Big-Ordo and
Little-ordo notation

This page is a sub-page of our page on Limits.

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Related KMR pages:

Differentiation and Affine Approximation in One Real Variable
Taylor expansion in One Real Variable

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Other relevant sources of information:

Big-Ordo notation
Little-ordo notation

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Big-Ordo and little-ordo

The symbols \, O \, = “big Ordo” and \, o \, = “little ordo” describe how fast functions are decreasing towards zero when their independent variable is approaching some fixed point where they take the value zero.

Let \, f : \mathbb{R} \rightarrow \mathbb{R} \, be a function
and let its independent variable \, x approach a fixed point \, a \in \mathbb{R} where \, f(a) = 0 .

Definition: \, O_a(f) \stackrel {\mathrm{def}}{=} \{ g : \mathbb{R} \rightarrow \mathbb{R} \} \, such that, whenever \, x \, is close enough to \, a ,
we have \, | \,\dfrac{g(x)}{f(x)} \, | < M \} \, for some fixed, positive constant \, M \in \mathbb{R} .

Definition: \, o_a(f) \stackrel {\mathrm{def}}{=} \{ g : \mathbb{R} \rightarrow \mathbb{R} \} \, such that, whenever \, x \, is close enough to \, a ,
we have \, | \,\dfrac{g(x)}{f(x)} \, | < M \} \, for every fixed, positive constant \, M \in \mathbb{R} .

Intuitively, this means that:

\, O_a(f) \, denotes the set of functions that decrease at least as fast as \, f \,
when \, x \, approaches \, a ,
while
\, o_a(f) \, denotes the set of functions that decrease faster than \, f \,
when \, x \, approaches \, a .

NOTATION: When the point that is approached is clear from the context,
we write \, O(f) \, and \, o(f) \, instead of \, O_a(f) \, and \, o_a(f) .

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Rules of computation for \, O(f) \, :

1) \, f \cdot O(g) = O(f \cdot g) \,

2) \, O(f) \cdot O(g) = O(f \cdot g) \,

3) \, O(O(f)) = O(f) \,

In words:

1) A function \, f \,
times any function that decreases at least as fast as the function \, g \,
must decrease at least as fast as the function \, f \cdot g .

2) Any function that decreases at least as fast as the function \, f \,
times any function that decreases at least as fast as the function \, g \,
must decrease at least as fast as the function \, f \cdot g .

3) Any function that decreases at least as fast as
any function that decreases at least as fast as the function \, f \,
must decrease at least as fast as the function \, f .

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Rules of computation for \, o(f) \, :

1) \, f \cdot o(g) = o(f \cdot g) \,

2) \, o(f) \cdot o(g) = o(f \cdot g) \,

3) \, o(o(f)) = 0 \,

In words:

1) A function \, f \,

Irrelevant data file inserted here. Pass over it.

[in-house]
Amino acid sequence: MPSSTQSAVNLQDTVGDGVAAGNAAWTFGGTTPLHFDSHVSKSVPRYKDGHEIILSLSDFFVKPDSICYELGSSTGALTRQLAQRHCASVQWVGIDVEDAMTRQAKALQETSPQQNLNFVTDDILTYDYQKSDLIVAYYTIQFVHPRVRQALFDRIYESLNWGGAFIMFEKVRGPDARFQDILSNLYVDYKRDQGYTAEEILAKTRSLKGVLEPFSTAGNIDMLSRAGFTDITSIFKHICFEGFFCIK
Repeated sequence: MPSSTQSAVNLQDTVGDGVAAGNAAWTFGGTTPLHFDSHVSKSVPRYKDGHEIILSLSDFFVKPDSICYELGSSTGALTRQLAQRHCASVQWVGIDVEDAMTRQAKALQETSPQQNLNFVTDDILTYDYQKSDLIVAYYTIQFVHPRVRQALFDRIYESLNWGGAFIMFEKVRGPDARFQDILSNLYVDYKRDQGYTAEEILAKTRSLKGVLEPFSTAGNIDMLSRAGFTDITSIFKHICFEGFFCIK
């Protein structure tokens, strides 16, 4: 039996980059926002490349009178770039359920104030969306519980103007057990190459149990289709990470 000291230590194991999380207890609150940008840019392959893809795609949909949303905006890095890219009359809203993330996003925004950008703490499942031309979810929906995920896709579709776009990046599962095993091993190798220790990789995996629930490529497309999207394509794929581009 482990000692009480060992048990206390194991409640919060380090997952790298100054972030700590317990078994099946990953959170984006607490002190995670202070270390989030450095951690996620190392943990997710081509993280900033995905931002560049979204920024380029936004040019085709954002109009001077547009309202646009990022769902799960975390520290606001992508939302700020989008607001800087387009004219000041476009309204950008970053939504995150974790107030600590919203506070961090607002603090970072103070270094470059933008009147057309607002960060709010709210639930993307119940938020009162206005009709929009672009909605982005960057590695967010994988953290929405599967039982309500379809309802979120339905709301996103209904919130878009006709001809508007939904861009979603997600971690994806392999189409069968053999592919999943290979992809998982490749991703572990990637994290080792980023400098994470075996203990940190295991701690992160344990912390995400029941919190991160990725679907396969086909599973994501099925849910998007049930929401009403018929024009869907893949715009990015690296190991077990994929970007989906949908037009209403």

times any function that decreases faster than the function \, g \,
must decrease faster than the function \, f \cdot g .

2) Any function that decreases faster than the function \, f \,
times any function that decreases faster than the function \, g \,
must decrease faster than the function \, f \cdot g .

3) Any function that decreases faster than
any function that decreases faster than the function \, f \,
must be identically zero in some neighborhood of the point that is approached.

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Example:

The interactive simulation that created this movie

The blue line intersects the red parabola tangentially at the point \, P .

The green line intersects the red parabola transversally at the point \, P .

The blue point \, W \, approaches \, P \, along the blue line,
which intersects the parabola tangentially at \, P .

The black point \, Q \, approaches \, P \, along the parabola itself.

The green point \, R \, approaches \, P \, along the green line,
which intersects the parabola transversally at \, P .

The horizontal distance between the green and the red vertical lines is \, ∆ \, .

TAKE AWAY MESSAGE:

\, | \, QW \, | = o(∆)
\, | \, RW \, | = O(∆)

In general:

Let the parabola be replaced by any smooth curve
and fix a point \, P \, on this curve. Then the following is true:

Any point \, Q \, that approaches \, P \, along a curve
that intersects the given curve tangentially at the point \, P \,
behaves like the point \, Q \, in the movie, i.e., we have \, | \, QW \, | = o(∆) .

Any point \, R \, that approaches \, P \, along a curve
that intersects the given curve transversally (= non-tangentially) at the point \, P \,
behaves like the point \, R \, in the movie, i.e., we have \, | \, RW \, | = O(∆) .

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